Under the Trump administration, the department that oversees juvenile justice nationwide has made changes to its website that ignore racial inequality and reflect a tough-on-crime approach toward youth.
A new report by the Sunlight Foundation has found that the Office of Juvenile Justice and Delinquency Prevention (OJJDP) has deleted webpages that contain information about solitary confinement and how youth of color are overrepresented in jails. The department has also removed language about the prevention and rehabilitation of young people in the justice system.
The OJJDP has a specific mandate to tackle racial disparities, and to provide local juvenile court and law enforcement agencies with the grants and training. But the organizations that receive funding from the OJJDP worry about their ability to pass progressive policies under an administration that seems hellbent on punishing criminals.
Rachel Marshall, federal policy counsel at Campaign for Youth Justice, said the changes to the OJJDP’s website are a throwback to the idea of “superpredators,” a term from the 1990s that is seen as a dog whistle to refer to black youth. “We’re seeing this resurgence of the idea ... that young people of color need to be behind bars, versus being given access to the resources and the services they and their families need to become successful young adults.”
The Sunlight Foundation found that certain webpages were removed from the OJJDP site, including those titled “Girls and the Juvenile Justice System,” and “Girls at Risk,” which focused on the overrepresentation of girls and women of color in the justice system.
“Racial equity is so obviously the central issue that the system must take more seriously,” said Nate Balis, the director of the juvenile justice strategy group at the Annie E. Casey Foundation. “Seeing that downplayed and changed and pushed back upon is troubling.”
The department also deleted a page titled “Eliminating Solitary Confinement for Youth,” which stated the department’s commitment to ending this practice and had information about the negative impacts of isolation on youth.
“We know solitary confinement has a horrific impact on adult inmates and it’s even more dramatic when used on youth,” said Marshall.
Advocates are also concerned about changes in language the department has made to its website. “Justice-involved youth,” the term advocates use to reference young people who have been arrested, has been replaced by the term “offenders,” which Balis says sends the dangerous message to kids that their offenses define them.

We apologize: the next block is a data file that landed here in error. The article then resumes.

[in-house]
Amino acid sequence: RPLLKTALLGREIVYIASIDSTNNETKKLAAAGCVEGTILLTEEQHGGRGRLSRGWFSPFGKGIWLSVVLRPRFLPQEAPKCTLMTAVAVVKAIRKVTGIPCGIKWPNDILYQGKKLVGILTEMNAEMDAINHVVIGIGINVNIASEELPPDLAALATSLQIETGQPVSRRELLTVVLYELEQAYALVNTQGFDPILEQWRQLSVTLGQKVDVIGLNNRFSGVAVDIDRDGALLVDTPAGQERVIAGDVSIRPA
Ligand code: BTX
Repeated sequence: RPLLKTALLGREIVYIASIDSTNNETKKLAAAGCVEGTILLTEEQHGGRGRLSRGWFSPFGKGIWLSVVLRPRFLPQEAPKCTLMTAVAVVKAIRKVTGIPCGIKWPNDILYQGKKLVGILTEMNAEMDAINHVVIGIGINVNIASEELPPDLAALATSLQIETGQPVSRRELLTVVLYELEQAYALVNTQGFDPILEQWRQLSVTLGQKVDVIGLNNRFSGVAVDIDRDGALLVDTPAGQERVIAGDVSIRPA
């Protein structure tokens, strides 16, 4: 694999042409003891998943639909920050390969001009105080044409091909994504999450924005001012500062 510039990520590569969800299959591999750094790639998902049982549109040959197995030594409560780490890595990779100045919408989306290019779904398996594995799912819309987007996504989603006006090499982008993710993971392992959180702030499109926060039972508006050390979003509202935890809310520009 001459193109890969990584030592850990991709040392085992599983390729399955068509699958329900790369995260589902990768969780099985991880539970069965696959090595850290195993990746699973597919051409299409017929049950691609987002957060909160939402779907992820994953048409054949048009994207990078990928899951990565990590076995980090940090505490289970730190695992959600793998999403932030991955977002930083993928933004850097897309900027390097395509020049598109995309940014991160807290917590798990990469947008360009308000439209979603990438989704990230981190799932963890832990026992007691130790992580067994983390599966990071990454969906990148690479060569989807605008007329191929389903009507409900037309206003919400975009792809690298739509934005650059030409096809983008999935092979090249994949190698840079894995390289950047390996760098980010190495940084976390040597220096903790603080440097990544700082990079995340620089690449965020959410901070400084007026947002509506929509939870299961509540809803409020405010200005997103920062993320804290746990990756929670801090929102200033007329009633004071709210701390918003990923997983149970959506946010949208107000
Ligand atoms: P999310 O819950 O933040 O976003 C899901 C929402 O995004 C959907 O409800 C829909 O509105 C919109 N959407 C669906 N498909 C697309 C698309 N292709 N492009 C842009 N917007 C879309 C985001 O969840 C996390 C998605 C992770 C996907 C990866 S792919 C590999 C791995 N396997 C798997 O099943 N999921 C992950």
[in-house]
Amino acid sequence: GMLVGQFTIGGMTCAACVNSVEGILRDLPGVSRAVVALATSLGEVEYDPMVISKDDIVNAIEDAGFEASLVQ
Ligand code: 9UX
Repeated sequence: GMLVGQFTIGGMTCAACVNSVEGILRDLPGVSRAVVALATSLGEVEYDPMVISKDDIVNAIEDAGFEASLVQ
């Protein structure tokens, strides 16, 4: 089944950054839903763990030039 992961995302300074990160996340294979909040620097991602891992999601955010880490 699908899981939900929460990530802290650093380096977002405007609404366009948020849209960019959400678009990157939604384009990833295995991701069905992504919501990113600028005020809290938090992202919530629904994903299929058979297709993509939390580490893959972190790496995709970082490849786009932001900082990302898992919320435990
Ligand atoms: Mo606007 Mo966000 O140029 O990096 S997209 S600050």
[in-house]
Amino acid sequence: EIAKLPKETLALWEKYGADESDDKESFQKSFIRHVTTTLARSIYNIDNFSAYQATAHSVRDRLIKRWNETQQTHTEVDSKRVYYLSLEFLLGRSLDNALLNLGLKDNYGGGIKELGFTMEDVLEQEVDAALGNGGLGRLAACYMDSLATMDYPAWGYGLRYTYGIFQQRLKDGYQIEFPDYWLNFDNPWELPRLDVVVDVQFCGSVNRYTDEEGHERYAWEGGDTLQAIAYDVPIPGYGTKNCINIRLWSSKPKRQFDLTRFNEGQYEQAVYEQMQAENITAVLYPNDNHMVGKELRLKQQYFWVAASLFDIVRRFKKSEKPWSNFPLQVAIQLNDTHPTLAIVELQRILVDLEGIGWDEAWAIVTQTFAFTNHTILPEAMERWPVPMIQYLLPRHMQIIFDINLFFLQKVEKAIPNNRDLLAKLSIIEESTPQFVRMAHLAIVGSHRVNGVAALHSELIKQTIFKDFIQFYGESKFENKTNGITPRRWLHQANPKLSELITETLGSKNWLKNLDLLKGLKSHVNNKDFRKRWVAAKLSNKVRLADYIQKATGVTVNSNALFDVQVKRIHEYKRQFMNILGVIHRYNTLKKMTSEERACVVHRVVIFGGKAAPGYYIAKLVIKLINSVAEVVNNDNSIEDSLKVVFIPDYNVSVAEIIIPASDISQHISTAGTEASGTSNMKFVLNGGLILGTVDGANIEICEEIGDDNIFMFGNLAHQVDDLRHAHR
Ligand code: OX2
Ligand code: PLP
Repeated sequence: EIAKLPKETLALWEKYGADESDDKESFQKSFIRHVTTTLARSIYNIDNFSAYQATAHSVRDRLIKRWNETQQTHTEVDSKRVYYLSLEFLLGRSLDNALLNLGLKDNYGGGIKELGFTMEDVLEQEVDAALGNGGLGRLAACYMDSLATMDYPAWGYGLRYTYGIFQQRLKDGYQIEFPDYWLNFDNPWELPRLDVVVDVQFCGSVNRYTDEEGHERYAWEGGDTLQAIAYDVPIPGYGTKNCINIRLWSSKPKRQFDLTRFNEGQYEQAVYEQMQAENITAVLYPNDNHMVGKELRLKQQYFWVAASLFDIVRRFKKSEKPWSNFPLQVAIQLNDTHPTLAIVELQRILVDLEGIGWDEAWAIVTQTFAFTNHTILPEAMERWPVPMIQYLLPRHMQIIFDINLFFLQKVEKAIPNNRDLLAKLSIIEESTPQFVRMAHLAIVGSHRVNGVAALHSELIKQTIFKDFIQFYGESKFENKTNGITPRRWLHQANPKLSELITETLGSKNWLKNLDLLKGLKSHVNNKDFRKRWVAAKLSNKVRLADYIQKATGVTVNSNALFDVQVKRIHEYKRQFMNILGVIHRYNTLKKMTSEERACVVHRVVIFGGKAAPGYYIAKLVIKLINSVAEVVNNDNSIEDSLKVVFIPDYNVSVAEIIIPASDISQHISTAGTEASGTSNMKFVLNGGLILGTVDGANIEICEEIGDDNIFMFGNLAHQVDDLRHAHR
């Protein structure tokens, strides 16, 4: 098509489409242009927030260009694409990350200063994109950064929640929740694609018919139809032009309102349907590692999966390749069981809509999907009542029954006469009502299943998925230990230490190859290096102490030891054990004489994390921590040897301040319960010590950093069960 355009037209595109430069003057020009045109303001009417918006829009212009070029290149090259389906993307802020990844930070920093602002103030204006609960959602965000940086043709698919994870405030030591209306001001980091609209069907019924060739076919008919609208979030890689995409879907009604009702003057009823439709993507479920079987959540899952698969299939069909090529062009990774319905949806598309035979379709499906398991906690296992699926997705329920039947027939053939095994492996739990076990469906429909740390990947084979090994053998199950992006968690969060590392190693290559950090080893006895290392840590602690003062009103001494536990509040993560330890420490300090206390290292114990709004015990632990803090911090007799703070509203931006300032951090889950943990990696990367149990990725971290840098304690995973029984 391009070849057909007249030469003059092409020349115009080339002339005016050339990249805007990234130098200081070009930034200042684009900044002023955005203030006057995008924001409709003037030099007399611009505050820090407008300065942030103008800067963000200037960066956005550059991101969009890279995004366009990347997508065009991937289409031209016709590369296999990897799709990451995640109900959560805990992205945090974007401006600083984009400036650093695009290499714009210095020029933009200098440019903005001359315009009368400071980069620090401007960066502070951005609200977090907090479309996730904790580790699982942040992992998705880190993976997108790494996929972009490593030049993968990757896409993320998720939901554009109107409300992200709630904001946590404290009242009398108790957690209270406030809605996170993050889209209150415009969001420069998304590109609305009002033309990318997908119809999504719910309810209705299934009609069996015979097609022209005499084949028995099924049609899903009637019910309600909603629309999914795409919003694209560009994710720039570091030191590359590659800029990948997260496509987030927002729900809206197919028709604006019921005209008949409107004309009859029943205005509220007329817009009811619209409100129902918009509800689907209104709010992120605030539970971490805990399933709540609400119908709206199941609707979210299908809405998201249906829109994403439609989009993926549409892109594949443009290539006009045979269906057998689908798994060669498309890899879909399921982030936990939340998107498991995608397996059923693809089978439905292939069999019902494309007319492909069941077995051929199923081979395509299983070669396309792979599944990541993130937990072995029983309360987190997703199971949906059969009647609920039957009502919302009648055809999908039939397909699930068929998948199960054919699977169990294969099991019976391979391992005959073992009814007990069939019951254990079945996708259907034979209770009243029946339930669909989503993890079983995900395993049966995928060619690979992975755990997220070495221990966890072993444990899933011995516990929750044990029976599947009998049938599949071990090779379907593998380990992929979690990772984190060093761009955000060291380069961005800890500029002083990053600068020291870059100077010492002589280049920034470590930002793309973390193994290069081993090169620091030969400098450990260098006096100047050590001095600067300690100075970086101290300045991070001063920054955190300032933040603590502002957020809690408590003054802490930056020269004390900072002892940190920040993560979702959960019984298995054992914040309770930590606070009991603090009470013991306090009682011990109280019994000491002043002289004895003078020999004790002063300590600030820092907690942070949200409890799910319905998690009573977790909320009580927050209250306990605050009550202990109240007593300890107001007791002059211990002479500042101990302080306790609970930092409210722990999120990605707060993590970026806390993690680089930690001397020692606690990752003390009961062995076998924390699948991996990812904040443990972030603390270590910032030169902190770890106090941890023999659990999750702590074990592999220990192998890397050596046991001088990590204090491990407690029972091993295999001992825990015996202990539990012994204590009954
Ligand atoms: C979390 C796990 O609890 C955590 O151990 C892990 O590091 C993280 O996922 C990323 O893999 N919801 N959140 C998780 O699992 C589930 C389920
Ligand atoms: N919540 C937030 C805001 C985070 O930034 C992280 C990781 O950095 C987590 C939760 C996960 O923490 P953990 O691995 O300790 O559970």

The OJJDP also removed phrases from the website’s mission statement about how the department supports “coordinated prevention and intervention programs” and provides “treatment and rehabilitative services.”
We’re seeing this resurgence of the idea ... that young people of color need to be behind bars, versus being given access to the resources and the services they and their families need to become successful young adults. Rachel Marshall, federal policy counsel at Campaign for Youth Justice
Representatives from the OJJDP did not respond to HuffPost’s request for comment, but spokesman James Goodwin told the Sunlight Foundation: “As part of a normal transition from one administration to another, webpages are removed or archived in order to review content and ensure programs, policy, and other online information is current.”
But experts say these changes send a strong message about the OJJDP’s punitive approach to young people.
“Language matters,” said Sarah Bryer, the executive director at the National Juvenile Justice Network. “[The office is] sending an overt and a covert message around what kind of punishment is OK and who is deserving of that punishment.”
Bryer says the changes to the OJJDP website represent a “false narrative” frequently peddled by the Trump administration about an increase in crime, especially when it comes to immigrants. This year the department created a new grant for law enforcement initiatives aimed at the “gang suppression” of unaccompanied minors, despite the fact that immigrant youth are often themselves the targets of gang violence.
Caren Harp, who leads the OJJDP, has spoken publicly about how the department needs to focus on public safety more than the rehabilitation of youth in the criminal system. In March, she told the Juvenile Justice Information Exchange that local jurisdictions had “drifted a bit to a focus on avoiding arrests at all costs and therapeutic intervention.”
She has also deprioritized research on racial disparities by rescinding training manuals on the topic, dismantling the OJJDP’s research department, and cutting back on the data it collects from states about youth of color in the justice system.
While advocates say they have made progressive policy changes on the local and state level ― for example, New York and North Carolina recently passed laws to protect youths under 18 from being tried as an adults ― they are worried about how the punitive agenda being set by the OJJDP will affect their work.
“We look to the OJJDP for guidance and research and data,” said Byers. “When OJJDP sends out a message that some kids don’t matter, and that it’s OK to be inhumane in our treatment [of them] ... it’s disappointing.”